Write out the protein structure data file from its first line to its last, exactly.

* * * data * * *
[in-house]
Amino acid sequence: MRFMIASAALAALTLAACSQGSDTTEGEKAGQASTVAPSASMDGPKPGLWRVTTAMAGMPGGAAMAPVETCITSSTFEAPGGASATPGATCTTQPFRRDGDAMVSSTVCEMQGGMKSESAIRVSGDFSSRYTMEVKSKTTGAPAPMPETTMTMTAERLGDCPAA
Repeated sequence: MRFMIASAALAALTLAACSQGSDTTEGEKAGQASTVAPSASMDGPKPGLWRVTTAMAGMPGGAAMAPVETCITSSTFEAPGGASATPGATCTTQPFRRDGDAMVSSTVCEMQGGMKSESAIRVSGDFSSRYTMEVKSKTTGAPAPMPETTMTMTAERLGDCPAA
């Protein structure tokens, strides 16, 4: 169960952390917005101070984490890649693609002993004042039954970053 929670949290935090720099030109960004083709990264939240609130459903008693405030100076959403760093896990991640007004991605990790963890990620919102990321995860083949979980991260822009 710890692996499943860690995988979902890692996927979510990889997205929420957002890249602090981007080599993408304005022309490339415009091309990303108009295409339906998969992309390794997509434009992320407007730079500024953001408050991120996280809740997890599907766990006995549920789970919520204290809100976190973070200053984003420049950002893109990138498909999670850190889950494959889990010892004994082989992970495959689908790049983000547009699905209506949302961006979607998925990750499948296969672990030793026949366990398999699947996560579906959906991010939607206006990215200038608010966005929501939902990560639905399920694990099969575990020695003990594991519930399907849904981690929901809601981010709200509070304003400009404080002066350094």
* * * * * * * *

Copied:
[in-house]
Amino acid sequence: MRFMIASAALAALTLAACSQGSDTTEGEKAGQASTVAPSASMDGPKPGLWRVTTAMAGMPGGAAMAPVETCITSSTFEAPGGASATPGATCTTQPFRRDGDAMVSSTVCEMQGGMKSESAIRVSGDFSSRYTMEVKSKTTGAPAPMPETTMTMTAERLGDCPAA
Repeated sequence: MRFMIASAALAALTLAACSQGSDTTEGEKAGQASTVAPSASMDGPKPGLWRVTTAMAGMPGGAAMAPVETCITSSTFEAPGGASATPGATCTTQPFRRDGDAMVSSTVCEMQGGMKSESAIRVSGDFSSRYTMEVKSKTTGAPAPMPETTMTMTAERLGDCPAA
């Protein structure tokens, strides 16, 4: 169960952390917005101070984490890649693609002993004042039954970053 929670949290935090720099030109960004083709990264939240609130459903008693405030100076959403760093896990991640007004991605990790963890990620919102990321995860083949979980991260822009 710890692996499943860690995988979902890692996927979510990889997205929420957002890249602090981007080599993408304005022309490339415009091309990303108009295409339906998969992309390794997509434009992320407007730079500024953001408050991120996280809740997890599907766990006995549920789970919520204290809100976190973070200053984003420049950002893109990138498909999670850190889950494959889990010892004994082989992970495959689908790049983000547009699905209506949302961006979607998925990750499948296969672990030793026949366990398999699947996560579906959906991010939607206006990215200038608010966005929501939902990560639905399920694990099969575990020695003990594991519930399907849904981690929901809601981010709200509070304003400009404080002066350094």